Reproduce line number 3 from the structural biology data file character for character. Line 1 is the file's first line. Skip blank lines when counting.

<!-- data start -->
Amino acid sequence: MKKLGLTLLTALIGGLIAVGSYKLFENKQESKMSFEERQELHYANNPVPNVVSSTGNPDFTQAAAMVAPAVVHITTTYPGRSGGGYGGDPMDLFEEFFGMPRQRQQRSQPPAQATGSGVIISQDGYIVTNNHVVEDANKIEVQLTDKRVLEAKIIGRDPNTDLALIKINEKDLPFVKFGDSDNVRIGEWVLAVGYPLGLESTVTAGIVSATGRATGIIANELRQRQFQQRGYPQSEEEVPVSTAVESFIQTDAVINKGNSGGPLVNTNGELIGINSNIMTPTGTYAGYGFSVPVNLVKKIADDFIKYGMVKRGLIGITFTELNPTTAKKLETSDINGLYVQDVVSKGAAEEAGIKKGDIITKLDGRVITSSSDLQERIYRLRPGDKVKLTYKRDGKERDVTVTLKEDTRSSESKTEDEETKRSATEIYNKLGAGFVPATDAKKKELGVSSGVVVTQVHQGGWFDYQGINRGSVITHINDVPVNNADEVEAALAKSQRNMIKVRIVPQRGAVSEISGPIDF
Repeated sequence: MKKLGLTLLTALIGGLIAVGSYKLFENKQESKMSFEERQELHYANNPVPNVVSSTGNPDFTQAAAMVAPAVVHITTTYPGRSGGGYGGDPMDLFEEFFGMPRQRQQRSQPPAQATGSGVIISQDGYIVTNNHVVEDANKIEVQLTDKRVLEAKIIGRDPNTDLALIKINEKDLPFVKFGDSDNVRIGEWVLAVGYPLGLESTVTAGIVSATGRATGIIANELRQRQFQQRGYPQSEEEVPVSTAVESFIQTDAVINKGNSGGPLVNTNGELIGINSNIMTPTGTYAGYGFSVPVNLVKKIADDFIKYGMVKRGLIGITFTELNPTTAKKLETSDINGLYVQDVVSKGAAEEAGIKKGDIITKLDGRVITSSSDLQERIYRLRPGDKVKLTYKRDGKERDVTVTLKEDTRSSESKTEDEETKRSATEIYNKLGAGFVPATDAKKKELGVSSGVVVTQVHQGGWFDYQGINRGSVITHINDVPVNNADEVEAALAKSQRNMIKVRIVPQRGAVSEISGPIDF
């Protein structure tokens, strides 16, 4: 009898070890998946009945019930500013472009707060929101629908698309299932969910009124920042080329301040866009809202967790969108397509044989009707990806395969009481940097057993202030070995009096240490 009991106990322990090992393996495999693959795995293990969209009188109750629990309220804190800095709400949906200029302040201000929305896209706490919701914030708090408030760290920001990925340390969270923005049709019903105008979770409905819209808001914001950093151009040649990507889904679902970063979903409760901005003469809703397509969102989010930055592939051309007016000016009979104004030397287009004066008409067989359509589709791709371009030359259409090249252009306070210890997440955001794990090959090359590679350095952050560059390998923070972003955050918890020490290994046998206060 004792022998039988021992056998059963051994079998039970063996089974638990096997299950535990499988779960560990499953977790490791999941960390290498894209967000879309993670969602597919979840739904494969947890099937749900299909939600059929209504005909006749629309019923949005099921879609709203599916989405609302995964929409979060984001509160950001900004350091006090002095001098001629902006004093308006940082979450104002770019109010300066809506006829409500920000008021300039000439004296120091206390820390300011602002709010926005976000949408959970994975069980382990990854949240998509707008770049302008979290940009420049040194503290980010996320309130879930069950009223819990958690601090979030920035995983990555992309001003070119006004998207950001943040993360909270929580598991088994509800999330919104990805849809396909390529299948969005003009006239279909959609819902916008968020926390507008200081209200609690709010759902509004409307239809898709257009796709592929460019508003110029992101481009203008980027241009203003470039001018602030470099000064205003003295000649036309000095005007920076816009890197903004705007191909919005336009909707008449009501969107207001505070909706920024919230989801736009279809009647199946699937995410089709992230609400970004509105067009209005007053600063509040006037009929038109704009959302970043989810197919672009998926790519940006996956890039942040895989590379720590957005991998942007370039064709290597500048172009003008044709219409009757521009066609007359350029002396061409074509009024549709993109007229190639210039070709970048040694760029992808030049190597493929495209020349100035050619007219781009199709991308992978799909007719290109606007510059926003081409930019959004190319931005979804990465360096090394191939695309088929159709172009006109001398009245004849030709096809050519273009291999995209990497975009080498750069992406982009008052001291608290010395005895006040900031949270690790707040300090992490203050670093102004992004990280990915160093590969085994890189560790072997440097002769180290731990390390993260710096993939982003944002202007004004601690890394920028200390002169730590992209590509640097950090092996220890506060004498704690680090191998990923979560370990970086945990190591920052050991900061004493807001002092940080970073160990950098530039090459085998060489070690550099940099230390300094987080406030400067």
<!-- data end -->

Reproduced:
């Protein structure tokens, strides 16, 4: 009898070890998946009945019930500013472009707060929101629908698309299932969910009124920042080329301040866009809202967790969108397509044989009707990806395969009481940097057993202030070995009096240490 009991106990322990090992393996495999693959795995293990969209009188109750629990309220804190800095709400949906200029302040201000929305896209706490919701914030708090408030760290920001990925340390969270923005049709019903105008979770409905819209808001914001950093151009040649990507889904679902970063979903409760901005003469809703397509969102989010930055592939051309007016000016009979104004030397287009004066008409067989359509589709791709371009030359259409090249252009306070210890997440955001794990090959090359590679350095952050560059390998923070972003955050918890020490290994046998206060 004792022998039988021992056998059963051994079998039970063996089974638990096997299950535990499988779960560990499953977790490791999941960390290498894209967000879309993670969602597919979840739904494969947890099937749900299909939600059929209504005909006749629309019923949005099921879609709203599916989405609302995964929409979060984001509160950001900004350091006090002095001098001629902006004093308006940082979450104002770019109010300066809506006829409500920000008021300039000439004296120091206390820390300011602002709010926005976000949408959970994975069980382990990854949240998509707008770049302008979290940009420049040194503290980010996320309130879930069950009223819990958690601090979030920035995983990555992309001003070119006004998207950001943040993360909270929580598991088994509800999330919104990805849809396909390529299948969005003009006239279909959609819902916008968020926390507008200081209200609690709010759902509004409307239809898709257009796709592929460019508003110029992101481009203008980027241009203003470039001018602030470099000064205003003295000649036309000095005007920076816009890197903004705007191909919005336009909707008449009501969107207001505070909706920024919230989801736009279809009647199946699937995410089709992230609400970004509105067009209005007053600063509040006037009929038109704009959302970043989810197919672009998926790519940006996956890039942040895989590379720590957005991998942007370039064709290597500048172009003008044709219409009757521009066609007359350029002396061409074509009024549709993109007229190639210039070709970048040694760029992808030049190597493929495209020349100035050619007219781009199709991308992978799909007719290109606007510059926003081409930019959004190319931005979804990465360096090394191939695309088929159709172009006109001398009245004849030709096809050519273009291999995209990497975009080498750069992406982009008052001291608290010395005895006040900031949270690790707040300090992490203050670093102004992004990280990915160093590969085994890189560790072997440097002769180290731990390390993260710096993939982003944002202007004004601690890394920028200390002169730590992209590509640097950090092996220890506060004498704690680090191998990923979560370990970086945990190591920052050991900061004493807001002092940080970073160990950098530039090459085998060489070690550099940099230390300094987080406030400067």